Waterboarding

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Not to be confused with Wakeboarding.

Waterboarding is a form of torture, more specifically a type of water torture, in which water is poured over a cloth covering the face and breathing passages of an immobilized captive, causing the individual to experience the sensation of drowning. Waterboarding can cause extreme pain, dry drowning, damage to lungs, brain damage from oxygen deprivation, other physical injuries including broken bones due to struggling against restraints, lasting psychological damage, and death.[1] Adverse physical consequences can manifest themselves months after the event, while psychological effects can last for years.[2]

In the most common method of waterboarding, the captive's face is covered with cloth or some other thin material, and the subject is immobilized on his/her back. Interrogators pour water onto the face over the breathing passages, causing an almost immediate gag reflex and creating the sensation for the captive that he is drowning.[3][4][5] Victims of waterboarding are at extreme risk of sudden death due to the aspiration of vomitus. Vomitus travels up the esophagus, which can then be inhaled (mostly into the right lung due to its more direct pathway).

Waterboard on display at the Tuol Sleng Genocide Museum: prisoners' feet were shackled to the bar on the right, wrists restrained by shackles on the left. Water was poured over the face using the watering can. The use of this type of waterboard is depicted in a painting by former Tuol Sleng prisoner Vann Nath, shown in that article.

The term water board torture appeared in press reports as early as 1976.[6] In the fall of 2007, it was widely reported that the United States Central Intelligence Agency (CIA) was using waterboarding on extrajudicial prisoners and that the Office of Legal Counsel, Department of Justice had authorized the procedure among enhanced interrogation techniques.[7][8] Senator John McCain noted that in World War II, the United States military hanged Japanese soldiers for waterboarding American prisoners of war.[9] The CIA confirmed having used waterboarding on three Al-Qaeda suspects: Abu Zubaydah, Khalid Sheikh Mohammed, and Abd al-Rahim al-Nashiri, in 2002 and 2003.[10][11]

In its war on terror, the George W. Bush administration through Jay S. Bybee, the Office of Legal Counsel, Department of Justice, issued in August 2002 and March 2003 what became known in 2004, after being leaked, as the Torture Memos.[12] These legal opinions (including the 2002 Bybee memo) argued for a narrow definition of torture under U.S. law. The first three were addressed to the CIA, which took them as authority to use the described enhanced interrogation techniques (more generally classified as torture) on detainees classified as enemy combatants. In March 2003, John Yoo, the acting Office of Legal Counsel, issued a fourth memo to the General Counsel of DOD, concluding his legal opinion by saying that federal laws related to torture and other abuse did not apply to interrogations overseas, five days before the March 19, 2003 invasion of Iraq. The legal opinions were withdrawn by Jack Goldsmith of the OLC in June 2004 but reaffirmed by the succeeding head of the OLC in December 2004.[13][14] During the presidency of George W. Bush, U.S. government officials at various times said they did not believe waterboarding to be a form of torture.[15][16][17][18][19]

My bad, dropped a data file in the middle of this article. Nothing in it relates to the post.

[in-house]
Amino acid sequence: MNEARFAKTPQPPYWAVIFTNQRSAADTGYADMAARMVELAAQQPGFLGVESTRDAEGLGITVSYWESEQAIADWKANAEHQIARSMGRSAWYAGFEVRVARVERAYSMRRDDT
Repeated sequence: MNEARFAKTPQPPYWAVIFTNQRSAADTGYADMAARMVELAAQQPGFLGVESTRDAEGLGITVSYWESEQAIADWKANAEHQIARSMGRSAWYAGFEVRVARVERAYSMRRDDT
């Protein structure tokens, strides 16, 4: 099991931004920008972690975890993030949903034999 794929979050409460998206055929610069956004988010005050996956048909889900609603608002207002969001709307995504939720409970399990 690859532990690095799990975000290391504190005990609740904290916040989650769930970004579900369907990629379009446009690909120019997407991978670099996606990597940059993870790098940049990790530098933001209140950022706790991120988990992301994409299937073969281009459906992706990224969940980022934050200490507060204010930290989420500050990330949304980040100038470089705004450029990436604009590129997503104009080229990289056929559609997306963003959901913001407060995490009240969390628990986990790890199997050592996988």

In January 2009, with a change in administrations, U.S. President Barack Obama banned the use of waterboarding and other forms of torture in interrogations of detainees. In April 2009, the U.S. Department of Defense refused to say whether waterboarding is still used for training (e.g. SERE) U.S. military personnel in resistance to interrogation.[20][21]

Technique

Waterboarding was characterized in 2005 by former CIA director Porter J. Goss as a "professional interrogation technique."[22] According to press accounts, a cloth or plastic wrap is placed over or in the person's mouth, and water is poured onto the person's head. Press accounts differ on the details of this technique – one article describes "dripping water into a wet cloth over a suspect's face,"[23] while another states that "cellophane is wrapped over the prisoner's face and water is poured over him."[5]

Main article: Torture Memos

The United States' Office of Legal Counsel in August 2002 responded to the request by the CIA for a legal opinion regarding the use of certain interrogation techniques. It included the following account of the CIA's definition of waterboarding in a Top Secret 2002 memorandum as follows:

In this procedure, the individual is bound securely to an inclined bench, which is approximately four feet by seven feet. The individual's feet are generally elevated. A cloth is placed over the forehead and eyes. Water is then applied to the cloth in a controlled manner. As this is done, the cloth is lowered until it covers both the nose and mouth. Once the cloth is saturated and completely covers the mouth and nose, air flow is slightly restricted for 20 to 40 seconds due to the presence of the cloth... During those 20 to 40 seconds, water is continuously applied from a height of twelve to twenty-four inches. After this period, the cloth is lifted, and the individual is allowed to breathe unimpeded for three or four full breaths... The procedure may then be repeated. The water is usually applied from a canteen cup or small watering can with a spout... You have... informed us that it is likely that this procedure would not last more than twenty minutes in any one application.[24]